Hello all! Many of you who have brought your pets in have likely met me, but I am Dr. Kelsey Stover, one of your doctors serving you here at Lazy 5 Veterinary Hospital. Recently, as with many people through this past year in the pandemic, I have adopted a puppy. She is a sweet 8-week-old Golden Retriever, and she is the first dog that I am raising from puppyhood to adult dog. She’s joining a household of two cats, one who is a 6-month-old kitten, and one who is a 7-year-old ‘queen of the house’, and one adult 3-year-old dog.

 

 

My older dog Dobby is very cute and has the perpetual ‘puppy face’ even though he is now 3, which means people want to approach him to pet and cuddle him. However, he did not have the benefit of growing up as a puppy with me, as I adopted him as a 6-month-old puppy. At that stage in his life, he did not get the socialization he should have had throughout the first 6 months of his life, and so he has fear of new people, loud noises, children, and sometimes other dogs. He often barks if someone new approaches us on walks. With him, I do need to sometimes give him an anti-anxiety medication to help reduce his fear and anxiety with new situations and people, as well as try to keep his environment as least stimulating as possible to allow him to relax and be comfortable without stress.

Dobby is not alone in his situation. With having a puppy at home right now, I thought this was the perfect time to write up a blog post about the importance of socializing puppies, especially since with the pandemic, we have seen more puppies (which we love!) than ever before at Lazy 5 Vets. I highly recommend Perfect Puppy in 7 Days: How to Start Your Puppy Off Right by Dr. Sophia Yin, if you are adopting a puppy or currently have a puppy at home. I am currently reading this book myself, and it has been useful in encouraging good behaviors at home with my puppy.

 

 

Socialization is the term we use to describe the process of preparing a puppy or kitten to enjoy interactions and be comfortable with other animals, people (especially children), new places, and activities. The sensitive period for socialization for puppies starts at three weeks of age until three months of age. This is the prime time to get puppies primed to bonding with other animals and individuals, for learning that objects, people, and environments are safe, and for learning what body cues and signals of others mean. Puppies who do not get adequate socialization during this period tend to grow up to have tendencies like my older dog Dobby; they tend to be fearful of unfamiliar people or dogs, sounds, and environments. Dobby once scared the living daylights out of me by suddenly and excessively barking when it was very quiet in the house; I discovered the source of his barking was due to my turning off the ceiling fan and the ceiling fan had stopped spinning. He had never seen it not spin before and this change was enough to cause fear/anxiety and trigger barking for him.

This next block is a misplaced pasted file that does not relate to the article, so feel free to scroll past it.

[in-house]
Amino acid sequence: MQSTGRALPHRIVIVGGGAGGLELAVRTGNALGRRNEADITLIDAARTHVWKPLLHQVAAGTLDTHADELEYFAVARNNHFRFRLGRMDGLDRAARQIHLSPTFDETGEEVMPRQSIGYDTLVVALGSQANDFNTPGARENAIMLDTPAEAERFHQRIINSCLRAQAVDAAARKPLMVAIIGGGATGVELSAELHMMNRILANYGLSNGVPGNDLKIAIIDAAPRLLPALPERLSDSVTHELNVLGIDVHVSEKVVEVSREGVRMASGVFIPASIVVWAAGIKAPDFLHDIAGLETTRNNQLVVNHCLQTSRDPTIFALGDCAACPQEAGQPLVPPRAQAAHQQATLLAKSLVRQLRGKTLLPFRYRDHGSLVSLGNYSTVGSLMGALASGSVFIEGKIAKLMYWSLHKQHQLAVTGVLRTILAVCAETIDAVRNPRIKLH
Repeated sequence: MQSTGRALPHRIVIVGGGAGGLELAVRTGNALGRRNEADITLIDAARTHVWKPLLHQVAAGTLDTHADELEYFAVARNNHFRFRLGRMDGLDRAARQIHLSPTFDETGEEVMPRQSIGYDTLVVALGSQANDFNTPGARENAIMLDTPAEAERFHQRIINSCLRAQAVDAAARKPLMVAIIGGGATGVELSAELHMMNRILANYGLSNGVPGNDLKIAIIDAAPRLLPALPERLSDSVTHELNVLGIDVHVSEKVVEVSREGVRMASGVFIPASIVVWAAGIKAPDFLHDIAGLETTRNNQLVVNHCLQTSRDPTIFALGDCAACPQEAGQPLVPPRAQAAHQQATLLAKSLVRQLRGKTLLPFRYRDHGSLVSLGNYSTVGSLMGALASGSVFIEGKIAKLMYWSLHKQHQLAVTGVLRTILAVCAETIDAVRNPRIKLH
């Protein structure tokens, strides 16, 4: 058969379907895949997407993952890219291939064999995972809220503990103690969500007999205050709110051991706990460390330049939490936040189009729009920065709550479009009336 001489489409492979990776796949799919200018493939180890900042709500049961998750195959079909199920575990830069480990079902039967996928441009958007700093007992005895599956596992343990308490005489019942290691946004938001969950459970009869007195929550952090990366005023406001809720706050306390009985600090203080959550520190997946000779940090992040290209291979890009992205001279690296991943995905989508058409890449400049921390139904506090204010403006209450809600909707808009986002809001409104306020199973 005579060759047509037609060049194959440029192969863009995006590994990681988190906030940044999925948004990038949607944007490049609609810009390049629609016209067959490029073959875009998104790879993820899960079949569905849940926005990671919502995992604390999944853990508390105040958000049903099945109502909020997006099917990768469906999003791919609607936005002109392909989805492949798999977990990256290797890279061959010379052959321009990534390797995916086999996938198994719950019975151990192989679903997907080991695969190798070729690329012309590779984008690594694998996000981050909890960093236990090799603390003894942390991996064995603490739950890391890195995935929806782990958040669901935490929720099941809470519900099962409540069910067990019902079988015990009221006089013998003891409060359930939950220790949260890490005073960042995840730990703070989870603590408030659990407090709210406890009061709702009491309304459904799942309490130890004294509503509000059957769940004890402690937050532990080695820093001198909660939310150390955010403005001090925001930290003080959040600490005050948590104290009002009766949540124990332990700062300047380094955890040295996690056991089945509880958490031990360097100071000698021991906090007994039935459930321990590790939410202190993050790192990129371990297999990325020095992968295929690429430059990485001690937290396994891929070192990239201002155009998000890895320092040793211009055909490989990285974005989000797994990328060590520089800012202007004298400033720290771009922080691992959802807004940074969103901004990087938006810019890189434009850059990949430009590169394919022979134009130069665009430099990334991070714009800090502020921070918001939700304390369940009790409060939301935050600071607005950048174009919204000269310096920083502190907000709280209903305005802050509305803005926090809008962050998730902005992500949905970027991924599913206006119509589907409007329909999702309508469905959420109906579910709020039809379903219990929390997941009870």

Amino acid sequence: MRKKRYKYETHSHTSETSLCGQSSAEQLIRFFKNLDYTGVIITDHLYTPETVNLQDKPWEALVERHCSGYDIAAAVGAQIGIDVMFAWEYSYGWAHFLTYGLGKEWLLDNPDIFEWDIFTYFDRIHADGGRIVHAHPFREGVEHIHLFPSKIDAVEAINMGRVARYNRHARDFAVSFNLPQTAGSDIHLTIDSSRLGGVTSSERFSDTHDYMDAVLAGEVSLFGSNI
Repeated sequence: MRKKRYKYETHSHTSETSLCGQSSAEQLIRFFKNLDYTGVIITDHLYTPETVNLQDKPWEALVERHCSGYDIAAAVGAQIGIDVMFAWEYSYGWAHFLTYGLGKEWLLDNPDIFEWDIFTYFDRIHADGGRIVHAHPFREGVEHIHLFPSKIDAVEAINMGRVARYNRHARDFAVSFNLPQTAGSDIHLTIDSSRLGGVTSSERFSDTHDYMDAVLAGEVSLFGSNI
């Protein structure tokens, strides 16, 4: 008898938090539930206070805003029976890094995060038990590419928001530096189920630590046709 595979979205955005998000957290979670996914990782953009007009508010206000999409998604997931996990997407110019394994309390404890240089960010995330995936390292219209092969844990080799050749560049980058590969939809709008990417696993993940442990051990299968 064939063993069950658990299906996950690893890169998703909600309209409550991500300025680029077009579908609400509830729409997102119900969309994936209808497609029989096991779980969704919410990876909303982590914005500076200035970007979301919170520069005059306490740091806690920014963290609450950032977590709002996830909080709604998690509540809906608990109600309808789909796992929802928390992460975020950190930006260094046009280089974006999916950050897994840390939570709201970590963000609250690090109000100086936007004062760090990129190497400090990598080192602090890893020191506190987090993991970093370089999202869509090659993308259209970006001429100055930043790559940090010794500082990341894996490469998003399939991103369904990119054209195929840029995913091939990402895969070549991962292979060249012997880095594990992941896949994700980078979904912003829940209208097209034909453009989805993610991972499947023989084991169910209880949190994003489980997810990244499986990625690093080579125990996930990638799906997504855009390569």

When we are out on walks and Dobby starts barking at someone too close to us on our walks, the people who this happens to say “Oh, poor baby, is he a rescue? Was he abused?” And the answer is thankfully no; however, he was incomplete socialization as a young puppy which contributes to these behaviors today. This is the case for many of our dogs that are fearful/anxious as adults.

 

What can you do at home to help socialize your puppy? Here are some great tips from Dr. Yin’s book that help start good practices for your puppy. This helps to establish a mentally healthy life growing up at home with you. For full training recommendations, I recommend you rent or buy this book, as she does go over an amazing potty-training protocol and her ‘learn to earn’ program of training puppies.

 

Brown dog with white and black cat

 

Tips and Tricks on Socialization:

 

  1. Learning how to interact with other animals: This is especially important for puppies to learn when they go into a household that already has pets present. As puppies with their mom, they had likely already begun learning the consequences of interactions from their mom – they may learn if their mom raises her lip, it may be followed by a snap and a reprimand, so the pups learn to be mindful of her body language and respect her space if they aggravate her too much. The same goes for animals in the home. I mentioned earlier that I have a 6-month-old kitten and an adult 7-year-old cat at home. My puppy Ginny has already learned that the kitten, Hedwig, will play-fight with her and they can tussle on the floor together until the kitten hisses/growls and warns Ginny she is playing too rough. However, when Ginny tried to do the same play with my older cat Raven, she earned growling/hissing and a big smack to the face, to which Ginny whined and backed away from her. She now gives Raven more space and does not try to play with her. This is an important lesson to learn, as it teaches Ginny to back down and respect personal space for other pets in the household.